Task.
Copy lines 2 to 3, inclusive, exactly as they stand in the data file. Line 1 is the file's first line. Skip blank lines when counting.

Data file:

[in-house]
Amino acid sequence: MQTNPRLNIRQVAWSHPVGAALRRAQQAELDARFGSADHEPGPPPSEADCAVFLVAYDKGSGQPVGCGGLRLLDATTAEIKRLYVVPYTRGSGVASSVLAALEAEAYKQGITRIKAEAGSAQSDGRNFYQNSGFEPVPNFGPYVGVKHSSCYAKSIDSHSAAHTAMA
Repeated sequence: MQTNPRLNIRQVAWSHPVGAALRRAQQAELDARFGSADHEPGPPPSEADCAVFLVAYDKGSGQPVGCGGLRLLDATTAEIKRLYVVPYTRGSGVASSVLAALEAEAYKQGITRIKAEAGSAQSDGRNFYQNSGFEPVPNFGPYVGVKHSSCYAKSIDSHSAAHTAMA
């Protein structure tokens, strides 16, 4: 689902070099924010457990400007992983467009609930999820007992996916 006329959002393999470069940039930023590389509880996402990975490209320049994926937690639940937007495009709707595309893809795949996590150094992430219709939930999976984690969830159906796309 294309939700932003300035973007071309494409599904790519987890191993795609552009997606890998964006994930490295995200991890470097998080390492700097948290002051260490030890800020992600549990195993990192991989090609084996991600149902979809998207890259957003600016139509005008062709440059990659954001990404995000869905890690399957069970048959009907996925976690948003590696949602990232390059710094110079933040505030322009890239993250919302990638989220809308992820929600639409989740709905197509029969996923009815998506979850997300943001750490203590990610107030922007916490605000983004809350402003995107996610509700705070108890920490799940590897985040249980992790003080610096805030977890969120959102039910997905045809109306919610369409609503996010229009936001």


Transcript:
Amino acid sequence: MQTNPRLNIRQVAWSHPVGAALRRAQQAELDARFGSADHEPGPPPSEADCAVFLVAYDKGSGQPVGCGGLRLLDATTAEIKRLYVVPYTRGSGVASSVLAALEAEAYKQGITRIKAEAGSAQSDGRNFYQNSGFEPVPNFGPYVGVKHSSCYAKSIDSHSAAHTAMA
Repeated sequence: MQTNPRLNIRQVAWSHPVGAALRRAQQAELDARFGSADHEPGPPPSEADCAVFLVAYDKGSGQPVGCGGLRLLDATTAEIKRLYVVPYTRGSGVASSVLAALEAEAYKQGITRIKAEAGSAQSDGRNFYQNSGFEPVPNFGPYVGVKHSSCYAKSIDSHSAAHTAMA